Langston Hughes; Carter Woodson
Wikimedia Commons

This year is the 100th anniversary of what is now called the Association for the Study of African American Life and History, the organization founded by Carter G. Woodson (1875-1950). Woodson is the founder of Negro History Week, which he created in 1926. It’s officially been known as Black History Month since 1976.

Woodson had many assistants in his long career. Perhaps his most famous was a young and relatively unknown poet, looking for a job. His name was Langston Hughes (1902-1967), the subject of a recent Google Doodle.

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I like the story of their interaction because it shows black historical figures as simply working people trying to find their way. It’s a rarely told, or referenced, story about Woodson and Hughes. Perhaps more important, it’s a story about a young person trying out his first real job, and an older person’s patience with him.

The story goes like this:

In 1924, two years before Woodson started Negro History Week, Hughes, struggling against being a vagabond, found a way to escape his dead-end jobs in a Washington, D.C., laundry and in an oyster house. A Columbia University dropout and a restless soul, he was now going to try his hand at an actual career opportunity: working for Carter G. Woodson, the always-serious, always-busy historian. Hughes had an opportunity to take root at the base of black American history’s tree, with a man who held a Harvard Ph.D.!

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“Woodson worked Hughes hard,” wrote Hughes biographer Arnold Rampersad in The Life of Langston Hughes, Vol. 1: 1902-1941: I, Too, Sing America, the first volume of Rampersad’s two-volume masterwork on Hughes.

Rampersad reconstructs this brief time period between Woodson and Hughes, who, at 22, was less than half his boss’s age:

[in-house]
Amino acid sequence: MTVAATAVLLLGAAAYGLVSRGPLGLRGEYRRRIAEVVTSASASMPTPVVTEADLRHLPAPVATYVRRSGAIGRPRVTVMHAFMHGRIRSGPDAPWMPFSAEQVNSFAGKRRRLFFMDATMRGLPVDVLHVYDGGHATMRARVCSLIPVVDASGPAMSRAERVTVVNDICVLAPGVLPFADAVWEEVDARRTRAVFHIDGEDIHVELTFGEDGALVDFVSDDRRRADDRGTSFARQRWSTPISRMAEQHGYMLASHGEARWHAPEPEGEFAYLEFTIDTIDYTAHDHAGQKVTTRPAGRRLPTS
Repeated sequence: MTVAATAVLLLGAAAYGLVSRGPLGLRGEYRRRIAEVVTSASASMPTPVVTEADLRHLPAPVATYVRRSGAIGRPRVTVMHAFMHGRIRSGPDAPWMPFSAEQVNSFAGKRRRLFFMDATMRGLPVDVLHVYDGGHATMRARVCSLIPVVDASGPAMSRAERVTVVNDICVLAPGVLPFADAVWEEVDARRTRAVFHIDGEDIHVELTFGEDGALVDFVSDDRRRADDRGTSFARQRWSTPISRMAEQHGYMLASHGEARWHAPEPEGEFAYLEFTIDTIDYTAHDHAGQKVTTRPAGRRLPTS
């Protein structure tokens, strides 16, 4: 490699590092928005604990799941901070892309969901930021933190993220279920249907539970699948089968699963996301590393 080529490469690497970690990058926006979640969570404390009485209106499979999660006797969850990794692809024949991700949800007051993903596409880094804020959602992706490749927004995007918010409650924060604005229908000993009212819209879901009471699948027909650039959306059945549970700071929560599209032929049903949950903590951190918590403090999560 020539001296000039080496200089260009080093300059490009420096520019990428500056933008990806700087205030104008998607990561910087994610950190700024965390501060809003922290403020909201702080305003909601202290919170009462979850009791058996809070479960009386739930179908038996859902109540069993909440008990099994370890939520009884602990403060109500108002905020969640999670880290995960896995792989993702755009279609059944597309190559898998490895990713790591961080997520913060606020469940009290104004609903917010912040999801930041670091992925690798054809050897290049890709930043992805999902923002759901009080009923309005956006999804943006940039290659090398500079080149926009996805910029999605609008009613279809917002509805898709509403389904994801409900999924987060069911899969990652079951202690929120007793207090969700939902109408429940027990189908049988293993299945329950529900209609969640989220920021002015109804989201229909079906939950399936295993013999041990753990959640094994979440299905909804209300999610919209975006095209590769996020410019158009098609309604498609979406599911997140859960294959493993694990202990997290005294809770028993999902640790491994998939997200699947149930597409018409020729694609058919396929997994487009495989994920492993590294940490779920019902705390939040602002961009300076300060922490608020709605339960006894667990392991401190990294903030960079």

Langston fired the furnace early in the morning, dusted the furniture, sorted mail, answered some pieces himself, wrapped and mailed books, banked the furnace at night, and, when his employer was away, supervised the entire office.

These were his secondary duties. His main job was to help in the preparation of Woodson’s gargantuan current project, Free Negro Heads of Families in the United States in 1830 [.pdf], a list of some thirty thousand persons that was scheduled for publication that year. Hughes’s task was to arrange all the names in alphabetical order, then to check the list through all of the various stages of publication.

Rampersad described the 50-year-old Woodson as a “fatherly employer” who was difficult, but not with his staff.

The boss caught his employees, including Hughes, cornered up in a card game. Instead of firing them, a quiet-but-firm Woodson laid down the law about the responsibilities they had and their importance to the Negro race.


Hughes responded to this work environment the way someone 22 would: He chafed at the tedium and yearned for adventure. This job was slowing him down.

“Although I realized what a fine contribution Dr. Woodson was making to the Negro people and America, I personally didn’t like the work I had to do. Besides, it hurt my eyes,” he wrote in the first volume of his two autobiographies, The Big Sea.

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Hughes decided that he just wanted a way to make money, not a post. So he returned to his working-class gigs. His first book of poetry, The Weary Blues, was waiting for him to finish it.

Woodson and Hughes parted amicably.

Woodson had already fought for his independence. He had established, and maintained, the Association for the Study of Negro Life and History because he was stubborn and self-determining. Those were traits that the much younger Hughes already exhibited. So for Hughes, it was time to seize his freedom by going back to it.

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While the historian would fight to keep the association alive, the artist would travel the world, writing numerous poetry collections, plays and short stories and even, briefly, becoming a Spanish Civil War correspondent for the Baltimore Afro-American.

This story may only make it marginally into the larger, much more significant black history that stars Woodson and Hughes. Perhaps it’s just a hiccup in the ASALH’s long journey and in Hughes’ biographies. But I think it’s significant because it’s about the intersection of two very different people, a young man and a middle-aged man, who were independent black thinkers: unafraid to set their own determined paths, each with his own goals and objectives, damning all torpedoes.

Todd Steven Burroughs, an independent researcher and writer based in Newark, N.J., is the author of Son-Shine on Cracked Sidewalks, an audiobook on Amiri Baraka and Ras Baraka through the eyes of the 2014 Newark mayoral campaign. He is the co-editor, along with Jared Ball, of A Lie of Reinvention: Correcting Manning Marable’s Malcolm X and the co-author, with Herb Boyd, of Civil Rights: Yesterday & Today.